Beltway media mavens like Borger have spent the last six years awash in true reverence for Karl Rove. Rove's function is to manipulate the media, conceal information from them, and induce them to say what is politically beneficial to the President. In a world where political journalism performs its most basic functions, media manipulators like Rove are the natural enemy of journalists. But for our pundit class, Karl Rove is the North Star of what they do -- he provides their instructions, their leaks, their scoops, their access. And as the purveyor of Beltway political power, he is their most admired leader.

Rove ran around in September and October of 2006 insisting that the Republicans would win the midterm election. His certainty of victory was so great, including in private, that even the GOP establishment began whispering, with increasing anger, that he was delusional. His political strategy proved to be as inept as his predictions, as his political party suffered a crushing defeat of historic proportions in that election.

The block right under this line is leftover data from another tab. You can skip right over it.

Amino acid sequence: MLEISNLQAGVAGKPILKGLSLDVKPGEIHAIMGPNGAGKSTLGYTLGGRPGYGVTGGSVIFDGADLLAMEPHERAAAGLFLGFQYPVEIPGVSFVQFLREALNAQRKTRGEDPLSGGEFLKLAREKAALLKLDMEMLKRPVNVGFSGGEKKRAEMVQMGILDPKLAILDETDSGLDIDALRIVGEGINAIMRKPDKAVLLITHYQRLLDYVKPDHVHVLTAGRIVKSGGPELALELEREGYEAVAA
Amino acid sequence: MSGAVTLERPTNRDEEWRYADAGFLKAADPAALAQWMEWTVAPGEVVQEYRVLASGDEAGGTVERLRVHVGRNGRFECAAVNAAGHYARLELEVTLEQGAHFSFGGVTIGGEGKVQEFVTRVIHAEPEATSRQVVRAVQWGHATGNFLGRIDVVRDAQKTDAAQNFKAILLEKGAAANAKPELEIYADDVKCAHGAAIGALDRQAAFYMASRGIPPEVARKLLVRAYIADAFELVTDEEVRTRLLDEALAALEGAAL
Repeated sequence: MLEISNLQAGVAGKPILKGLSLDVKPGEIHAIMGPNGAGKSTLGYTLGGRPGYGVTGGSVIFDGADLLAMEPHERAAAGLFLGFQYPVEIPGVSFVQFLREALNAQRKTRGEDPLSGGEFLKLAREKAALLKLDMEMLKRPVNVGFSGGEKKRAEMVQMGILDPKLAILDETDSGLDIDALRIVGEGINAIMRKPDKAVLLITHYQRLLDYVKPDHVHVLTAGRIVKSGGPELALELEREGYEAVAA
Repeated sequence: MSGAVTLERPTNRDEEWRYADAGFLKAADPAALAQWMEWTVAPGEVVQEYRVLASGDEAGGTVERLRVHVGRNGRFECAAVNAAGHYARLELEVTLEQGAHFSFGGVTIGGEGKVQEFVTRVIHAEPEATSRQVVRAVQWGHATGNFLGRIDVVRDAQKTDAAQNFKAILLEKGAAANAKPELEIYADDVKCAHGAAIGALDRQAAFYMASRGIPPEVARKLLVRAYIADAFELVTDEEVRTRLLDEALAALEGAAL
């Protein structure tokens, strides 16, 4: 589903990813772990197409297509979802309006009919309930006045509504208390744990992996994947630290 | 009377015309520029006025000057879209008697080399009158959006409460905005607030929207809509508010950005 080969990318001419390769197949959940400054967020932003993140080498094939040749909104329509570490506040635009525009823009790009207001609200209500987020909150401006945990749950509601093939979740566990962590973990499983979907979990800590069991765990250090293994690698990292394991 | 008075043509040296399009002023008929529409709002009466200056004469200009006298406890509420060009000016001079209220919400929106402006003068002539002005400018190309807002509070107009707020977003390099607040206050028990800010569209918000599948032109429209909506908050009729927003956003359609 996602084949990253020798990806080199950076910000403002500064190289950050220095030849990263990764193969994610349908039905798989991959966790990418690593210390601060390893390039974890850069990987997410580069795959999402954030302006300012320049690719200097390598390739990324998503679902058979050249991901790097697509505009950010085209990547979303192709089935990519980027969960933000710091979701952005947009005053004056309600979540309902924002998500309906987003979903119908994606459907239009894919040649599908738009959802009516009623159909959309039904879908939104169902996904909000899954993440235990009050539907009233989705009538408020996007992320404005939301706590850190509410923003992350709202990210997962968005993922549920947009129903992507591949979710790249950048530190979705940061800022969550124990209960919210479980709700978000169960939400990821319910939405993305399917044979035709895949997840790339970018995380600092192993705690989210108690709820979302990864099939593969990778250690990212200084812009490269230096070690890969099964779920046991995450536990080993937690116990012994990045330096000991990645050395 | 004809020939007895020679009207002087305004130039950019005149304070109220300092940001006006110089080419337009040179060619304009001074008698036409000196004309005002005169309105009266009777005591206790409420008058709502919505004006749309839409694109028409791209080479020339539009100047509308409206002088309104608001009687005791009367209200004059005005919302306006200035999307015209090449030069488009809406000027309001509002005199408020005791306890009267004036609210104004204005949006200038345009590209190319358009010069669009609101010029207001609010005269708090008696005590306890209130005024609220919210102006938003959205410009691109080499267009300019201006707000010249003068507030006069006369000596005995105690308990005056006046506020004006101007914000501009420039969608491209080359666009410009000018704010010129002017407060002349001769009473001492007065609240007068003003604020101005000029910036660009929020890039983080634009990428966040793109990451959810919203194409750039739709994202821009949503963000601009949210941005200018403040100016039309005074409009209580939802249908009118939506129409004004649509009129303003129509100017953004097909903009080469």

Worse, his crowning political product, George W. Bush, is the most unpopular president in modern American history, having almost single-handedly destroyed the Republican brand. But to media stars like Borger, Rove continues to be the supreme political genius, the one who merits the greatest respect, he who continues to pull the puppet strings on the weak Democratic losers while the media stars sit back and gaze with admiration and love. "When Rove speaks, the political class pays attention -- usually with good reason," she proclaims.

As indicated, nothing Borger says is ever unique or original, and thus she is hardly alone in her worship of Rove. She is merely channelling the deep admiration which her Beltway media colleagues have long harbored for Rove and his underlings.

From David Broder's bold confession of Rove admiration ("Let me disclose my own bias in this matter. I like Karl Rove . . . The other reason for inviting Rove was his wealth of information on the forces shaping the biggest single change in American politics -- the emergence of the Republican South . . . . He generally tries to return calls in the same week -- if not day -- they are placed") to Broder's decree that various media outlets "owe Karl Rove an apology" for criticizing his role in the Plame case, it has long been apparent that most of our nation's leading journalists believe that Rove is filled with wisdom and merits the greatest respect.